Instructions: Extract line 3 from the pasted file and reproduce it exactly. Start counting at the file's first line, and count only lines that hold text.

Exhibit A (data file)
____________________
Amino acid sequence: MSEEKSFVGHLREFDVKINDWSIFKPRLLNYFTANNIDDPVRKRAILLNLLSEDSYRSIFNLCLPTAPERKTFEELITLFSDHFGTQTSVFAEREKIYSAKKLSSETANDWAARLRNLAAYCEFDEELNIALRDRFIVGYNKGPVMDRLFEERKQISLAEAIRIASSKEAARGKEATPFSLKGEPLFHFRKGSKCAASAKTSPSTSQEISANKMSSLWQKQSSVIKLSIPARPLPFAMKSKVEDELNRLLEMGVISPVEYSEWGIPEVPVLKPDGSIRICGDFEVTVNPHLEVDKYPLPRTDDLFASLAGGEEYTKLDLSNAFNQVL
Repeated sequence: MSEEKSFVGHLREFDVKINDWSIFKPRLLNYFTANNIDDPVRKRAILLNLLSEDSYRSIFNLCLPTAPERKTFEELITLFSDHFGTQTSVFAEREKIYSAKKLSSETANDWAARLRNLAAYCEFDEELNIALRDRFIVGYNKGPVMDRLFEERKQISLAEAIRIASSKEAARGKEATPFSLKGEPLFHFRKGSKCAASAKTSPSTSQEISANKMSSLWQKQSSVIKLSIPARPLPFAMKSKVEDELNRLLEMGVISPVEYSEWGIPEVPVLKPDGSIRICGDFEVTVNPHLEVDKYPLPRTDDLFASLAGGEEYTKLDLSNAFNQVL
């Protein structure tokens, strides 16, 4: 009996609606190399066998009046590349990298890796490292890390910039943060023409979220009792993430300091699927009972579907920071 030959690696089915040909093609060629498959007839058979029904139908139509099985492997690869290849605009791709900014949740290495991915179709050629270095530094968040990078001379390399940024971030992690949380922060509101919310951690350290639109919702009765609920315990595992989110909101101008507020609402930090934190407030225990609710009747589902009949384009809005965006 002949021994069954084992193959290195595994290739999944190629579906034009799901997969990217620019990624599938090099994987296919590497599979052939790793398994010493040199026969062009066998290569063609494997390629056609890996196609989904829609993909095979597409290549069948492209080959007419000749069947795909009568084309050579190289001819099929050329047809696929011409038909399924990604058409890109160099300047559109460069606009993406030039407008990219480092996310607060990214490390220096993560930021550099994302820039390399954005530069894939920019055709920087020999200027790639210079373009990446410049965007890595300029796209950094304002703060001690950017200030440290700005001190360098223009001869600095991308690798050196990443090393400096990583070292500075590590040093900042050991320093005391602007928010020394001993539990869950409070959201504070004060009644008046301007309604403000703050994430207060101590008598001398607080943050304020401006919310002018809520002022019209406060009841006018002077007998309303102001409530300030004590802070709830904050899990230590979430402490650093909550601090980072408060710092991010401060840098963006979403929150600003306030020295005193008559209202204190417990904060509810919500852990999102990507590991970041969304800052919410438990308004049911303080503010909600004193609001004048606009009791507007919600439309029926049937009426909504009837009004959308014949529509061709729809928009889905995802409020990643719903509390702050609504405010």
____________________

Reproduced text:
């Protein structure tokens, strides 16, 4: 009996609606190399066998009046590349990298890796490292890390910039943060023409979220009792993430300091699927009972579907920071 030959690696089915040909093609060629498959007839058979029904139908139509099985492997690869290849605009791709900014949740290495991915179709050629270095530094968040990078001379390399940024971030992690949380922060509101919310951690350290639109919702009765609920315990595992989110909101101008507020609402930090934190407030225990609710009747589902009949384009809005965006 002949021994069954084992193959290195595994290739999944190629579906034009799901997969990217620019990624599938090099994987296919590497599979052939790793398994010493040199026969062009066998290569063609494997390629056609890996196609989904829609993909095979597409290549069948492209080959007419000749069947795909009568084309050579190289001819099929050329047809696929011409038909399924990604058409890109160099300047559109460069606009993406030039407008990219480092996310607060990214490390220096993560930021550099994302820039390399954005530069894939920019055709920087020999200027790639210079373009990446410049965007890595300029796209950094304002703060001690950017200030440290700005001190360098223009001869600095991308690798050196990443090393400096990583070292500075590590040093900042050991320093005391602007928010020394001993539990869950409070959201504070004060009644008046301007309604403000703050994430207060101590008598001398607080943050304020401006919310002018809520002022019209406060009841006018002077007998309303102001409530300030004590802070709830904050899990230590979430402490650093909550601090980072408060710092991010401060840098963006979403929150600003306030020295005193008559209202204190417990904060509810919500852990999102990507590991970041969304800052919410438990308004049911303080503010909600004193609001004048606009009791507007919600439309029926049937009426909504009837009004959308014949529509061709729809928009889905995802409020990643719903509390702050609504405010």